VIDEO PODCAST: Discussion about Bernard Haitink (1929-2021), Salzburg, Roger Doyle's Finnegans Wake Project, the English Symphony Orchestra, the Chopin Competition Warsaw, Los Angeles Opera and other subjects in our hour-long November 2021 video.
DISCUSSION: Defining Our Field - what is 'classical music' to us, why are we involved and what can we learn from our differences? Read John Dante Prevedini's essay, watch the panel discussion and make your own comments.
The Canadian composer Robert Farnon was born in Toronto, Ontario on 24 July 1917. He became a household name in Canada before he was twenty, because of the many radio programmes he made. He arrived in the UK during the World War II as conductor of the Canadian Band of the Allied Expeditionary Force, and settled there.
Robert Farnon was made a Companion of the Order of Canada in 1998. There was more serious music too: he died in Guernsey on 23 April 2005, aged eighty-seven, three weeks before his third symphony was due to be premièred in Edinburgh by the Royal Scottish National Orchestra, and he had been working on a bassoon concerto.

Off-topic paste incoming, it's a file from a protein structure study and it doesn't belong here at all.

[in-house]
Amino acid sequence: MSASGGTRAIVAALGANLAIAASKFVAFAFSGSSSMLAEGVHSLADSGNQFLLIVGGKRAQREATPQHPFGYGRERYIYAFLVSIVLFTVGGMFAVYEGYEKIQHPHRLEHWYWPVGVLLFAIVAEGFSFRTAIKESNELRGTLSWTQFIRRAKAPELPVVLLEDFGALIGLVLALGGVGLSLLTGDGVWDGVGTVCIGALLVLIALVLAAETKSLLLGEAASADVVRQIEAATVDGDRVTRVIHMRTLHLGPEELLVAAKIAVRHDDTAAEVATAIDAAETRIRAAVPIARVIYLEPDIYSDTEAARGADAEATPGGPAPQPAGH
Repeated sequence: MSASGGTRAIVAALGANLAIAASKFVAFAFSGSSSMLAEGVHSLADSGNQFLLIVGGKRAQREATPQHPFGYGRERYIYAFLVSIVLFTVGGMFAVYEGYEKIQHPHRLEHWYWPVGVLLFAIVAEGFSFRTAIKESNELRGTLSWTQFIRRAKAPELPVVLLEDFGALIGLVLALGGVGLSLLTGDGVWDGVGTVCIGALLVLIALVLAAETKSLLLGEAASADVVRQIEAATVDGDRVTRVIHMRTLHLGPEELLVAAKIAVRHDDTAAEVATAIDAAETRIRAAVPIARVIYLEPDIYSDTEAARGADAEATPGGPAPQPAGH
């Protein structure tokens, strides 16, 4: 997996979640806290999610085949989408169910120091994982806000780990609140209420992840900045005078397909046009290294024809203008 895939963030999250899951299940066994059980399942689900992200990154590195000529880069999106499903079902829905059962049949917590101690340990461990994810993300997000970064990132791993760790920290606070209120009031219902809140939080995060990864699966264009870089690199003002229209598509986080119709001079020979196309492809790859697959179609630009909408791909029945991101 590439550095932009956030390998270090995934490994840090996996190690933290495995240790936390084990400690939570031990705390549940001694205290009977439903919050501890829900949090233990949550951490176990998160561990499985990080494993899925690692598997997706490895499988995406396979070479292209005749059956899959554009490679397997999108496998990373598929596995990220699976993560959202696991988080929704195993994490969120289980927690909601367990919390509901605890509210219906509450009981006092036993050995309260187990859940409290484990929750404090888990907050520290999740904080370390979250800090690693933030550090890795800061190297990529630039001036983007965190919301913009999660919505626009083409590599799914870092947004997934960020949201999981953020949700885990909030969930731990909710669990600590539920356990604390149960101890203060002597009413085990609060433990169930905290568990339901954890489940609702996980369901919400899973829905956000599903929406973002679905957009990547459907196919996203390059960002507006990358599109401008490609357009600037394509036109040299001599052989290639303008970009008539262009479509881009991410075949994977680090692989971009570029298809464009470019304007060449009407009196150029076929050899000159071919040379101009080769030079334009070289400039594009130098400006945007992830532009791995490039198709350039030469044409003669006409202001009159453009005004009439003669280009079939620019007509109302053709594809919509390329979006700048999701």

At the time of Farnon's death, Basil Ramsey commented:
'Bob Farnon was much better known for his light music, of course: pieces like Westminster Waltz, Portrait of a Flirt and Jumping Bean. Which raises the question 'why, his three symphonies notwithstanding, should his passing be remarked on in a magazine devoted to "classical" music?' My answer would be that the distinction is in any case fairly tenuous: how, for example, should we categorise Elgar's Chanson de Matin or Sibelius's Valse Triste? As well as being tuneful, at its best, Farnon's light music is very carefully crafted indeed. He was simply a great master of his chosen metier.'